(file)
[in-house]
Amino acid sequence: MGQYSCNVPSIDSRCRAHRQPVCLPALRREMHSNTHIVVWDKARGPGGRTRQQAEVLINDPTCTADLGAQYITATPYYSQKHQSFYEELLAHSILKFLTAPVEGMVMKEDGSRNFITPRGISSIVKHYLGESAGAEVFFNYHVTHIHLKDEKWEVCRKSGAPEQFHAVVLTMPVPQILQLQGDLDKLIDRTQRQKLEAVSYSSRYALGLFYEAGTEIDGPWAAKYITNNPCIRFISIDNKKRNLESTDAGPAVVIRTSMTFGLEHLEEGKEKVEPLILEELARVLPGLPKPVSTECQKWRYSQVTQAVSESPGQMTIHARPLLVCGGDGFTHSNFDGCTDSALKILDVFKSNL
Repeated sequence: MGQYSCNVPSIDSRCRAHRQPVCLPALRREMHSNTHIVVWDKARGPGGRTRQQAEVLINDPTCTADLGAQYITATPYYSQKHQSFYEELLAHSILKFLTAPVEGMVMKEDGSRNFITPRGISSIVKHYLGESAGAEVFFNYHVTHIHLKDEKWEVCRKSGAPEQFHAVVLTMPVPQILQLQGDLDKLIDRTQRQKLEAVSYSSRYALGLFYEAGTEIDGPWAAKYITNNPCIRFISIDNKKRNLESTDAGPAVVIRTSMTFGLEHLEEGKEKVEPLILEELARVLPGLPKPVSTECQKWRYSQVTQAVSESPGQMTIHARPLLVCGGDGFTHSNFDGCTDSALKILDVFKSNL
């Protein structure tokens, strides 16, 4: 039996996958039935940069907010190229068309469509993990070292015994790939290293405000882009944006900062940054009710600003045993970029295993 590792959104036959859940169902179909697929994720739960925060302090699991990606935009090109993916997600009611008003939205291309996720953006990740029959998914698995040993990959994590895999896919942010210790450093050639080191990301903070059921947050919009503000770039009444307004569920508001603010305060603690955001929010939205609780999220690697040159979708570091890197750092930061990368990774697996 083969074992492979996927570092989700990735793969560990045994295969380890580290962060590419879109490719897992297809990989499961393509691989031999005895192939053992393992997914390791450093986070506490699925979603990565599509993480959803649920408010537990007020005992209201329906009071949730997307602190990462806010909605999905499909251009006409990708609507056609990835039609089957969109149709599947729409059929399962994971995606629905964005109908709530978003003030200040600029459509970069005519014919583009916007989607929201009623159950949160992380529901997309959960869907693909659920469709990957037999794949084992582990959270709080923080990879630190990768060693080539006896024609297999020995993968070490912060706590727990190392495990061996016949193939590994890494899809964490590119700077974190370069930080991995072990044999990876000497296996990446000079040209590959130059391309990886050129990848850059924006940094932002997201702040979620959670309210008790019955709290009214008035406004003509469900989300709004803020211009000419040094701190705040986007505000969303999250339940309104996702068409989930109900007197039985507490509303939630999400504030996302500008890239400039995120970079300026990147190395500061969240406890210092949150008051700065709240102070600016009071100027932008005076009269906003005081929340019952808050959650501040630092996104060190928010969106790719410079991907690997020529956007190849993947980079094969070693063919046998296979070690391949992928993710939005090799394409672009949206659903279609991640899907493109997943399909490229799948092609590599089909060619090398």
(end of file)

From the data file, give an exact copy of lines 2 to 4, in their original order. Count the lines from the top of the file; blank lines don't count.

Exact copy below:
Amino acid sequence: MGQYSCNVPSIDSRCRAHRQPVCLPALRREMHSNTHIVVWDKARGPGGRTRQQAEVLINDPTCTADLGAQYITATPYYSQKHQSFYEELLAHSILKFLTAPVEGMVMKEDGSRNFITPRGISSIVKHYLGESAGAEVFFNYHVTHIHLKDEKWEVCRKSGAPEQFHAVVLTMPVPQILQLQGDLDKLIDRTQRQKLEAVSYSSRYALGLFYEAGTEIDGPWAAKYITNNPCIRFISIDNKKRNLESTDAGPAVVIRTSMTFGLEHLEEGKEKVEPLILEELARVLPGLPKPVSTECQKWRYSQVTQAVSESPGQMTIHARPLLVCGGDGFTHSNFDGCTDSALKILDVFKSNL
Repeated sequence: MGQYSCNVPSIDSRCRAHRQPVCLPALRREMHSNTHIVVWDKARGPGGRTRQQAEVLINDPTCTADLGAQYITATPYYSQKHQSFYEELLAHSILKFLTAPVEGMVMKEDGSRNFITPRGISSIVKHYLGESAGAEVFFNYHVTHIHLKDEKWEVCRKSGAPEQFHAVVLTMPVPQILQLQGDLDKLIDRTQRQKLEAVSYSSRYALGLFYEAGTEIDGPWAAKYITNNPCIRFISIDNKKRNLESTDAGPAVVIRTSMTFGLEHLEEGKEKVEPLILEELARVLPGLPKPVSTECQKWRYSQVTQAVSESPGQMTIHARPLLVCGGDGFTHSNFDGCTDSALKILDVFKSNL
């Protein structure tokens, strides 16, 4: 039996996958039935940069907010190229068309469509993990070292015994790939290293405000882009944006900062940054009710600003045993970029295993 590792959104036959859940169902179909697929994720739960925060302090699991990606935009090109993916997600009611008003939205291309996720953006990740029959998914698995040993990959994590895999896919942010210790450093050639080191990301903070059921947050919009503000770039009444307004569920508001603010305060603690955001929010939205609780999220690697040159979708570091890197750092930061990368990774697996 083969074992492979996927570092989700990735793969560990045994295969380890580290962060590419879109490719897992297809990989499961393509691989031999005895192939053992393992997914390791450093986070506490699925979603990565599509993480959803649920408010537990007020005992209201329906009071949730997307602190990462806010909605999905499909251009006409990708609507056609990835039609089957969109149709599947729409059929399962994971995606629905964005109908709530978003003030200040600029459509970069005519014919583009916007989607929201009623159950949160992380529901997309959960869907693909659920469709990957037999794949084992582990959270709080923080990879630190990768060693080539006896024609297999020995993968070490912060706590727990190392495990061996016949193939590994890494899809964490590119700077974190370069930080991995072990044999990876000497296996990446000079040209590959130059391309990886050129990848850059924006940094932002997201702040979620959670309210008790019955709290009214008035406004003509469900989300709004803020211009000419040094701190705040986007505000969303999250339940309104996702068409989930109900007197039985507490509303939630999400504030996302500008890239400039995120970079300026990147190395500061969240406890210092949150008051700065709240102070600016009071100027932008005076009269906003005081929340019952808050959650501040630092996104060190928010969106790719410079991907690997020529956007190849993947980079094969070693063919046998296979070690391949992928993710939005090799394409672009949206659903279609991640899907493109997943399909490229799948092609590599089909060619090398």